Unkan Hyousei is a winter expression meaning 'the clouds are cold and the ice is clean', written by Murou Sensei, seen above with a visiting junior high school student.
Every civilization has a system of beautiful calligraphic practice, and in Japan it is called ﹉shodo﹊. Here at Seiritsu, we have our own special shodo room, and more importantly, our own resident shodo master, Maruo Osamu Sensei. For 30 years, Maruo Sensei (who goes by Maruo Renshi in the shodo world) has guided the writing hands of our students, while he himself has become a renowned calligrapher, displaying his work often at galleries and calligraphy events, adjudicating competitions and sometimes producing pieces for the Mainichi Shinbun (﹉Everyday Newspaper﹊), one of the largest newspapers in Japan.
The Japanese written language is partly made up of Chinese characters imported around 500AD, in Japanese called ﹉kanji﹊. The other parts of the Japanese writing system, the separate hiragana and katakana syllabary scripts, are also derived from kanji. So when anything is written with a brush and ink on paper, it becomes shodo. To understand the art of shodo, one must first have a simple understanding of kanji.
Kanji are Chinese writing logograms, used to visually represent a meaning, similar to numbers. Kanji are normally pared up with other kanji or Japanese syllabary script to make words and individual kanji can be quite complex being made up of several kanji shrunken and put together, or common kanji elements combined.
There are 1945 individual ﹉common kanji﹊ (jyoyo) taught to students, each school grade from elementary school to high school learning a certain set amount. Regular day use of kanji requires probably between 2000-3000 when technical kanji and odd kanji used for some personal names are counted. While there are said to be some 50,000+ kanji in Chinese, the maximum tested at the highest level of the Kanji Kentei (official) test in Japan is 6000. Of course, tens of thousands of words are made when individual kanji are paired together.
Japan inherited the different styles of shodo from China as well, and even today from a young age Japanese are taught to write with a brush. In the shodo world, there are block styles for engraved seals, square styles for printing, semi-cursive styles for ease of writing and cursive styles that can actually be almost unreadable.
Definitely shodo is an art form that has many variations, sometimes even avant-garde, and there are some ancient, profound guidelines to follow when writing, but here are some academic examples of the basics; the proper way one must hold the brush is upright, one must alignment the center of their body to the paper to provide balance, when writing attempt to create a right-side rising slope, try to fit all kanji into an imaginary pentagon shape, and make sure to keep the top and bottom of each kanji proportional to each other. The finished product is said to portray the writer﹊s awareness to what they are doing, a snapshot of their spirit at that moment, revealing their confidence, or lack of it, and of course the level of their overall skill.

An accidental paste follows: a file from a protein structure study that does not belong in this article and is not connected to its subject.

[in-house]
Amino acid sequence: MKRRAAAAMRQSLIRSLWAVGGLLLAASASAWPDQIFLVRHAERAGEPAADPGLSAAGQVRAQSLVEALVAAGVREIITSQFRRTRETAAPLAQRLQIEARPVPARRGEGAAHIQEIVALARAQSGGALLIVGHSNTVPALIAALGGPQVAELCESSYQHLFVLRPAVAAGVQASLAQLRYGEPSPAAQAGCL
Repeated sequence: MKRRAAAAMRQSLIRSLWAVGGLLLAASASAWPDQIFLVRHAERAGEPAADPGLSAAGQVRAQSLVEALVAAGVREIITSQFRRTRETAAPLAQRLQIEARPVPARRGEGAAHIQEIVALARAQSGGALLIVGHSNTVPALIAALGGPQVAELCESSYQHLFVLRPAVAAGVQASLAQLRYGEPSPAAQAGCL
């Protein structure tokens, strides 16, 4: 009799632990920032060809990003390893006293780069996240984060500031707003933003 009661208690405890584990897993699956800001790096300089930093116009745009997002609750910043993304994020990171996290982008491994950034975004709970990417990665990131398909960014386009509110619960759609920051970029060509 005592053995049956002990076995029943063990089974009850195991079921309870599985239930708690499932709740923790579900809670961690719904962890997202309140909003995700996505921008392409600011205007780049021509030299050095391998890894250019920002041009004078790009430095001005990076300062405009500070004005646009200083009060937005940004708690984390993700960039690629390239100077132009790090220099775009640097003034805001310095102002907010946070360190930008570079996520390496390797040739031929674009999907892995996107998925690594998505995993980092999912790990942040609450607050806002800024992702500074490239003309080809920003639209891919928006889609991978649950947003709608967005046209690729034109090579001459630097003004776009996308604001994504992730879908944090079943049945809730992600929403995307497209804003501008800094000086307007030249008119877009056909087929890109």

There are many shodo associations in Japan which offer monthly grade tests. Also here at Seiritsu, we have a shodo club, carefully watched over by Maruo Sensei, so keep an eye on this space for a shodo club posting soon.
The two scanned pages are Maruo Sensei﹊s samples for what I have to practice this month. I thought the second one with all the notes explaining the proper shodo basics one must know to be quite visually interesting. Those little memos scattered all over the sheet state things like ﹉thick line﹊, ﹉thin line﹊, ﹉rise to the right﹊, ﹉this space small﹊, ﹉this space same as above﹊, etc, with the numbers signifying the stroke orders.
As for now, I will tell you my favorite moment when I have my shodo lesson once a week with Maruo Sensei. For one month I only practice a short phrase over and over, one sheet at a time, and each time I finish a sheet Maruo Sensei corrects it with red ink and then I try again. Well, the part I enjoy the most, other than being finally told I﹊ve ﹉nailed﹊ it (which is not often) and that I can move on to the next phrase, are those times when he praises me for what I thought he would for sure say is a mistake. In those very rare moments, he explains it is obvious I was very conscious of the stroke when I made it. One with the brush, or simple luck, well, only time will tell.
If you visit our school, inevitability Maruo Sensei will whisk you off to the shodo room to let you try making your own characters with a brush, even if you﹊ve never studied Japanese before. The results are always interesting, and you get to take home a unique souvenir＿